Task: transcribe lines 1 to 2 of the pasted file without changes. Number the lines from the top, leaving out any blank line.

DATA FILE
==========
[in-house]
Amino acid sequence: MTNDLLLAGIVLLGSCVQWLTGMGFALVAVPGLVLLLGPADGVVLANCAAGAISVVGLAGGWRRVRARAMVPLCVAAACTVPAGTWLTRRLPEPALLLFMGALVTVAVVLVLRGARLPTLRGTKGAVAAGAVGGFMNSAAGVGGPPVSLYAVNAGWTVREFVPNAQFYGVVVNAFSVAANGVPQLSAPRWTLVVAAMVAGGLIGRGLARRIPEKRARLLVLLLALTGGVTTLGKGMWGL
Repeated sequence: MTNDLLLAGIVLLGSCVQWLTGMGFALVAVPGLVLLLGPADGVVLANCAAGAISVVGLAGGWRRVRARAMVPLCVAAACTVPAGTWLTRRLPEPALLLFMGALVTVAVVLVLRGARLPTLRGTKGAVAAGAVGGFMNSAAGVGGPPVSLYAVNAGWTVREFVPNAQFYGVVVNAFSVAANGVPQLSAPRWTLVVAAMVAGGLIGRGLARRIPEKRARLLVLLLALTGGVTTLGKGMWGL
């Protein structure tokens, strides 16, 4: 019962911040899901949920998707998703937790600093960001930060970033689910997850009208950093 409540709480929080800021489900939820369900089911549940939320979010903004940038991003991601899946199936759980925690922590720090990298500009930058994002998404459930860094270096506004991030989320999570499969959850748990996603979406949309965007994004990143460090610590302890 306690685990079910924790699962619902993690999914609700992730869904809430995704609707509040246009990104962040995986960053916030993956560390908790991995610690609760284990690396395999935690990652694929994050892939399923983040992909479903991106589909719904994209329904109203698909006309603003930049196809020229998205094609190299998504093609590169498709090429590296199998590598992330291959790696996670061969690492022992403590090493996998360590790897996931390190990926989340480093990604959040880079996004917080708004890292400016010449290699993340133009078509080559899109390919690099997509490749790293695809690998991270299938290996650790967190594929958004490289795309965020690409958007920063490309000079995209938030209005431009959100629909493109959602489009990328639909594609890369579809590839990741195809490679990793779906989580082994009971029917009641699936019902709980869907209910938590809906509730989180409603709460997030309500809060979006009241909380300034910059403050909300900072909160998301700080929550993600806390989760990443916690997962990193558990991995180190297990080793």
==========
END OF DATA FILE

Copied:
[in-house]
Amino acid sequence: MTNDLLLAGIVLLGSCVQWLTGMGFALVAVPGLVLLLGPADGVVLANCAAGAISVVGLAGGWRRVRARAMVPLCVAAACTVPAGTWLTRRLPEPALLLFMGALVTVAVVLVLRGARLPTLRGTKGAVAAGAVGGFMNSAAGVGGPPVSLYAVNAGWTVREFVPNAQFYGVVVNAFSVAANGVPQLSAPRWTLVVAAMVAGGLIGRGLARRIPEKRARLLVLLLALTGGVTTLGKGMWGL